Historic Tax Credits in Wisconsin - New statewide studies

Get Historic Tax Credits for your historic building.

Get Historic Tax Credits for your historic building.

Two new studies evaluate the statewide economic impact of Wisconsin’s Historic Tax Credit (HTC) program. Both studies were conducted in response to changes proposed to the program by state lawmakers that would have dramatically reduced it effectiveness.  The reports of both studies are available below.

Background

Since 1989, the State of Wisconsin has offered a 5% tax credit on qualified expenditures for rehabilitating historic commercial buildings. Since then, an average of 11 commercial projects per year were approved under the program – projects that have helped revive community downtowns, create jobs, and increase the value of taxable property. In most cases the state tax credit can be used in conjunction with a similar federal credit of 20%. The programs have worked in tandem to provide a significant financing tool for rehabilitation projects that may otherwise be prohibitively expensive due to their sensitive historic materials.  Under the 1989 program Wisconsin was one of 34 states that offered an HTC program, and one of 16 states that had no aggregate cap on the credit. On January 1, 2014, the Wisconsin HTC was increased to 20%. Usage of the program skyrocketed, and later in the year the state legislature suspended the program while they re-evaluated its provisions. Legislators proposed revisions to the program that would have made it unattractive to many developers and property owners, including an annual cap on the value of projects that could claim the credit. In the face of lobbying by developers and preservation advocates like the Wisconsin Trust for Historic Preservation, the legislature withdrew proposed changes and reinstated the program under the original provisions. 

The Studies

Washington Avenue - Cedarburg, WI

The first study (download the pdf here) was conducted by national accounting and advising firm Baker Tilly. It looked at 25 HTC projects in 2014 (a total of 31 were approved) that make up more than 99% of the total credit amount for that year. Key findings include:

  • Rehabilitated commercial properties supported by the HTC program are projected to generate $277.7 million in direct spending, and $139.9 million in secondary spending, for a total impact on Wisconsin’s economy of $417.6 million by the end of the first year of operations.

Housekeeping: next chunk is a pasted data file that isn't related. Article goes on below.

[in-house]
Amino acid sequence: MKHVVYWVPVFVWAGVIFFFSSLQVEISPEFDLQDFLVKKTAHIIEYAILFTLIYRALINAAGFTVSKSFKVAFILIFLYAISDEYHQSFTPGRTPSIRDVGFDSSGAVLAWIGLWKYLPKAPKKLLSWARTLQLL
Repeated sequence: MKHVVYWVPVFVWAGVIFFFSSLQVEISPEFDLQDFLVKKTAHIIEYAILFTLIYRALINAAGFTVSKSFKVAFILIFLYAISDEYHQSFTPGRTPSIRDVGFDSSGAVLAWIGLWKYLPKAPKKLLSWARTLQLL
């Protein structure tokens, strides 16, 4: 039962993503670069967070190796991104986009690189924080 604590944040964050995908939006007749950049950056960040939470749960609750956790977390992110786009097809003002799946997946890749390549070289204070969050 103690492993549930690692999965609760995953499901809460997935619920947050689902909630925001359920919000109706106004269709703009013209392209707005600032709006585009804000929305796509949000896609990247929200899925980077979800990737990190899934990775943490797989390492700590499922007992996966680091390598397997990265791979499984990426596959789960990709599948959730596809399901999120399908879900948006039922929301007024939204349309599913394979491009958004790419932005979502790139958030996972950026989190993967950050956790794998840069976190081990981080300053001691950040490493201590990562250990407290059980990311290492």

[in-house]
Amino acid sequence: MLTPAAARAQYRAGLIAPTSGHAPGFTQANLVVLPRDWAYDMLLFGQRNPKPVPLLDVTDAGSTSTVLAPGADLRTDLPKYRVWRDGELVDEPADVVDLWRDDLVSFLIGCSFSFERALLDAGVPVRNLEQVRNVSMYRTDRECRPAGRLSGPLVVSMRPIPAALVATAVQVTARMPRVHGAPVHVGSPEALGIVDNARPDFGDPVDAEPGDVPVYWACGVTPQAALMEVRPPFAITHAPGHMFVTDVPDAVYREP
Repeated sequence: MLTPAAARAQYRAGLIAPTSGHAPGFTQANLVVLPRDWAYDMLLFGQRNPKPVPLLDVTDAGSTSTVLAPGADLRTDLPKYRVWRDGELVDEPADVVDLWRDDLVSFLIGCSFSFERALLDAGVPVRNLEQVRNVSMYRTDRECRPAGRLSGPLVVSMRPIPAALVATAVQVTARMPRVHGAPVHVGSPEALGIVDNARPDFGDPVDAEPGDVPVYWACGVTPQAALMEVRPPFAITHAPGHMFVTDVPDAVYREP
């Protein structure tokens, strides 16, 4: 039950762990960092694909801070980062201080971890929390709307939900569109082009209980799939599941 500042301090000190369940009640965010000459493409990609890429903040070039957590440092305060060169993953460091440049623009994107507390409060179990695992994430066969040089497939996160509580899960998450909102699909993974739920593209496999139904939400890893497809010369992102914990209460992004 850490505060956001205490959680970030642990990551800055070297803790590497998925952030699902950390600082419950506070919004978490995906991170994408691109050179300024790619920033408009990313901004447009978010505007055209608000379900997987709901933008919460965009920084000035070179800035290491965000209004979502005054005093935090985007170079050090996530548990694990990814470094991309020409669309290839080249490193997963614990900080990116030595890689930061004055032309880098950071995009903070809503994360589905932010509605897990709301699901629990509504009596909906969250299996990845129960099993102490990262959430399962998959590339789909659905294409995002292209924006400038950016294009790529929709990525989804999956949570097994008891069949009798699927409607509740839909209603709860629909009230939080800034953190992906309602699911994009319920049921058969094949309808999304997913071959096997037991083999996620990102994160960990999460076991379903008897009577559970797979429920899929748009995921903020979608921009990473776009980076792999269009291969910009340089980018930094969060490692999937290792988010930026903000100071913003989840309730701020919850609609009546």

• Annual operations of rehabilitated commercial properties supported by the HTC program are estimated to contribute $63.7 million and construction is estimated to create $353.9 in revenue for Wisconsin’s economy.
  • For the $34,799,764 awarded in Historic Tax Credits since January 1, 2014, the 25 evaluated projects supported by the HTC program are anticipated to create over 2,800 FTE jobs as a result of construction activities and permanent jobs in the state.
  • The program is estimated to see a complete payback of State of Wisconsin tax revenue by Year 7 of post-rehab operations, with an estimated $14 million being paid back to the state by the end of construction. These funds will be paid directly to the State of Wisconsin prior the beginning of operations and likely before the State of Wisconsin revenues are reduced by the tax credit.
  • Between labor and business purchases, the 25 approved projects are estimated to create up to $480.8 million in construction spending, and $88.7 million in annual operations. After 5 years of operations, the projects are estimated to create up to $951.6 million in community spending.
  • By Year 10 of operations, the evaluated projects are estimated to directly pay more than $46 million in tax revenue to the State of Wisconsin, a 133% return on the original $34.9 million approved. Including estimated indirect and induced tax payments, by Year 10 of operations, the approved projects will have paid an estimated $96.8 million in taxes within Wisconsin.